Even in a city where life often ends young, this is not supposed to happen.
A fifth-grade boy is not supposed to be carrying a gun. He is not supposed to be crying at 7:30 a.m. He is not supposed to stand at the front door of his elementary school and shoot himself in the head.
On Wednesday, a fifth-grade boy did.
Twenty minutes before the morning bell rang at 49th Street Elementary School in South-Central Los Angeles, this sobbing youngster pulled a .380-caliber semiautomatic pistol from his backpack, then pressed it against his temple.
The handgun was owned by his father, who kept it stashed under a mattress. The ammunition was stored separately, on the top shelf of a bedroom dresser. The boy, police said, had searched out the weapon and loaded it himself. As his classmates filed into school, he fired a single round.
His 10-year-old body fell to the pavement, not far from a sign that warns, "A Safe School: Everyone's Responsibility. Report Weapons on Campus." A pool of blood spilled out, leaving large red droplets on the ground even after a custodian tried to hose it down. After more than four hours of surgery, the boy remained in extremely critical condition late Wednesday, hooked to life-support machines in the neurosurgical intensive-care unit at Los Angeles County-USC Medical Center.
"I'm at loss for words," said Los Angeles Police Detective John Garcia, who is investigating the shooting. "It just kind of makes you shake your head."
This corner of South-Central is no stranger to gunfire. The 49th Street School, in fact, was turned into a battlefield 10 years ago when a deranged neighbor opened fire on the campus, killing two people and wounding a dozen others before turning the gun on himself.
But for the distraught parents who came to pick up their children Wednesday, news of the apparent suicide attempt was as inconceivable as it was sad.
"Ay, this poor little boy," said Alicia Sanchez, as she headed home with her kindergarten-age daughter. "I don't understand how he could have the capacity to do something so horrendous. At that age, they're minds are still so clean, so pure."
The only possible clue to the boy's grief, police said, was a one-day suspension he had received Tuesday from one of his teachers. A classmate, 11-year-old Steve Navarrete, said it was for using profanity.
"The teacher said: 'Don't come to school tomorrow,' " the classmate recalled. "He was kind of sad."
Principal Lemuel Chavis said the boy, who did not have a history of disciplinary problems, had been given a note asking his parents to come to school Wednesday to discuss his behavior. Although the note may have urged the youngster to stay home for a day, Chavis said, it was not considered a formal suspension.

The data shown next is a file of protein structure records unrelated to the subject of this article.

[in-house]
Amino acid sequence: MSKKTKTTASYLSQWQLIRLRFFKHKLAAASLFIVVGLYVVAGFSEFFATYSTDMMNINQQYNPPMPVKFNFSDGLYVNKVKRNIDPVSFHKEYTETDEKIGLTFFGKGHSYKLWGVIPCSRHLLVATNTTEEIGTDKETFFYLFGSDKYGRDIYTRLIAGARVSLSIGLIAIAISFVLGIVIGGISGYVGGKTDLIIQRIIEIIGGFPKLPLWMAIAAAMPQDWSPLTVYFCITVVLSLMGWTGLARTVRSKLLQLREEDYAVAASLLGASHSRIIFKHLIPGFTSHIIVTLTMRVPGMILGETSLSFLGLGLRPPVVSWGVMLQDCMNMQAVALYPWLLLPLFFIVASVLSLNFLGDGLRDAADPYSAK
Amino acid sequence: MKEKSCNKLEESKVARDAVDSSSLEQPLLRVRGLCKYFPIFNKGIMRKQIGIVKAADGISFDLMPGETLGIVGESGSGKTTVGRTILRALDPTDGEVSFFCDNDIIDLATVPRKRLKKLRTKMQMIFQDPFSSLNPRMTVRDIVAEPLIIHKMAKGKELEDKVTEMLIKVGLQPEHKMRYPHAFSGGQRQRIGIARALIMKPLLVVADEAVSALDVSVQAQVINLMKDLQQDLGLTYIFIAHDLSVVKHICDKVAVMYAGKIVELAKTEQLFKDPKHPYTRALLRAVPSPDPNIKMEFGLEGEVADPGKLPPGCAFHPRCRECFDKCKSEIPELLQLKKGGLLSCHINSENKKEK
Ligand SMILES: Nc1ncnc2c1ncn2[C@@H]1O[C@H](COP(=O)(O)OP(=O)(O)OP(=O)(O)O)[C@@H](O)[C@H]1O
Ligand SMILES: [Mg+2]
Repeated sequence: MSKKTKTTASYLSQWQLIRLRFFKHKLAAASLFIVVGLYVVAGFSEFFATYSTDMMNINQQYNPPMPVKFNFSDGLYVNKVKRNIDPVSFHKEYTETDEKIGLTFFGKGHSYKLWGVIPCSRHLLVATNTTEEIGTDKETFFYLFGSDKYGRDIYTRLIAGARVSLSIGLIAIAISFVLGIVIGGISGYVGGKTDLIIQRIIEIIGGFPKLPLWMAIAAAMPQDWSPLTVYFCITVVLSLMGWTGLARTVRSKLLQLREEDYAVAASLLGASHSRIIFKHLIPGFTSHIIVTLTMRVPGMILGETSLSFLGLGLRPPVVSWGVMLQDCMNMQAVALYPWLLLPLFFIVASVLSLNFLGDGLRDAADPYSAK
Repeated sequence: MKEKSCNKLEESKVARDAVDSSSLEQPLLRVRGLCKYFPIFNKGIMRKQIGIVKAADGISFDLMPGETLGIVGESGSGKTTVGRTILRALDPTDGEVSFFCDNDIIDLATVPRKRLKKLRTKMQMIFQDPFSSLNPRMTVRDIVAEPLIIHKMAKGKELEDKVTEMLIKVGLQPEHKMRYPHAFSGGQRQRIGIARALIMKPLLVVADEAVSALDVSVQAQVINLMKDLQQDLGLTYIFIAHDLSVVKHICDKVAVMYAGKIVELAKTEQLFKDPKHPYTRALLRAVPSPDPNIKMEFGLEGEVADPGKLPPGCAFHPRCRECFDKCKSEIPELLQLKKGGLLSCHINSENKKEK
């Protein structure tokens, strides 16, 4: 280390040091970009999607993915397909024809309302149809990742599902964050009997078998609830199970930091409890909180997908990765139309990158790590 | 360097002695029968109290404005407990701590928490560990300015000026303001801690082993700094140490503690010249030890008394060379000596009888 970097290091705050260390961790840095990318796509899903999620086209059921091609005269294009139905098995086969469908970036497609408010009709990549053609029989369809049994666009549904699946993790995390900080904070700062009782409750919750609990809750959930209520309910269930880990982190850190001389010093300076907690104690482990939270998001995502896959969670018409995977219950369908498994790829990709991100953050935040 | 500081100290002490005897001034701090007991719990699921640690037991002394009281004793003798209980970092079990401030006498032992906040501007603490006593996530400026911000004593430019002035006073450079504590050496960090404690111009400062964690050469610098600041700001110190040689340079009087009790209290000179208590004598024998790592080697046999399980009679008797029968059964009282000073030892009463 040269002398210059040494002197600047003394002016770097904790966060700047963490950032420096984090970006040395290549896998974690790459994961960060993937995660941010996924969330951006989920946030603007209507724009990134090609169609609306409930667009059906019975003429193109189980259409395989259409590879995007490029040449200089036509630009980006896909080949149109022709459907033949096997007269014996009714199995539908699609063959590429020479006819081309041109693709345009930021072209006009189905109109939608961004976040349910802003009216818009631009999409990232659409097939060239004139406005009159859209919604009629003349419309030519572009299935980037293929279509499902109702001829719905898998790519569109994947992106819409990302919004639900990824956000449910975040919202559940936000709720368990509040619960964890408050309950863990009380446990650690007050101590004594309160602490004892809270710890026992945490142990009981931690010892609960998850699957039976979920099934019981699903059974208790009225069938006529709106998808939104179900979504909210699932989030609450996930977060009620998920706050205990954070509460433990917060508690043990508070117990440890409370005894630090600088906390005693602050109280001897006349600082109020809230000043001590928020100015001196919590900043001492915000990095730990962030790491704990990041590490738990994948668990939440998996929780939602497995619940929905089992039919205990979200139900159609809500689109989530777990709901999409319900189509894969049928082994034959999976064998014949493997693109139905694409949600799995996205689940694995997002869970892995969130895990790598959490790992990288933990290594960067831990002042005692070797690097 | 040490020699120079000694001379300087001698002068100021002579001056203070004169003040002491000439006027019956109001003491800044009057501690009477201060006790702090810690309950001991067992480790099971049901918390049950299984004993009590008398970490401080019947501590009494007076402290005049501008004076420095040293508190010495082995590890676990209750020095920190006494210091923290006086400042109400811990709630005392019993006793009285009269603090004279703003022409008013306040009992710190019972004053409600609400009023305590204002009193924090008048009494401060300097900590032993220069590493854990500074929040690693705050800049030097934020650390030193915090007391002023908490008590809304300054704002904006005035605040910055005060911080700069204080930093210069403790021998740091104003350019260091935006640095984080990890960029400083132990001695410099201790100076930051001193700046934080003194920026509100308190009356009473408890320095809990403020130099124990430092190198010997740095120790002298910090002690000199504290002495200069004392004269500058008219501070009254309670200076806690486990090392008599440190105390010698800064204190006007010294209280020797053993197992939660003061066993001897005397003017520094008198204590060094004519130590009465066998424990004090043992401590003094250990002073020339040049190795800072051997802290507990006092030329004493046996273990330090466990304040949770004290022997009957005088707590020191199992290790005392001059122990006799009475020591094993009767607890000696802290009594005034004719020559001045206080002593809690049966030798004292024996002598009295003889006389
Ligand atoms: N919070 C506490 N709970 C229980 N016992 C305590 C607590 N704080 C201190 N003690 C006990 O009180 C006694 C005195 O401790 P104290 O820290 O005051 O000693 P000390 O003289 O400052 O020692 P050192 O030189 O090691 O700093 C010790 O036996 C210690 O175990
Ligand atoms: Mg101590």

"It's difficult for me to fathom that a note like that would create this kind of anxiety, unless there was something else bothering him in his personal life or home life," Chavis said. "I certainly didn't see this coming, and I don't think the teacher did either."
Detectives said the boy never told his parents about his trouble in class. As usual, the boy's father dropped him off at school Wednesday morning. At the family home, police said, they saw no signs of physical or emotional abuse.
"They just seemed like any other ordinary family," Garcia said. "And he just seemed like any other ordinary 10-year-old boy."
In a ritual that has become all too common at Los Angeles schools, crisis counselors for both students and staff were called in shortly after the shooting. A psychologist who serves as a suicide-prevention consultant for the Los Angeles Unified School District also was on hand.
Throughout the day, nervous parents gathered outside the schoolyard, complaining about what they perceived as a lack of security. Cristino Palacios, the father of a first-grader, circulated a petition demanding increased patrols during the hours when youngsters arrive and leave the campus.
"This just really did something to me," said Pat Smith, the aunt of two 49th Street students, whose own son attended the school during the 1984 sniper attack. "First, these kids get shot by the people who live across the street. Now one of their own classmates tries to take his life. It's so sad."
Few children as young as this ever go to such extremes.
Of the 1,055 suicides in Los Angeles County last year, more than 90% were committed by adults. In only one case, a coroner's spokesman said, was the victim younger than 10.
Maria Romero, the mother of a first-grader and third-grader at 49th Street School, hopes she never sees another so young. On Wednesday, she struggled to choke back tears as she described seeing this boy's body sprawled in a puddle of blood.
"He looked so precious," she said. "So tiny to be taking his own life."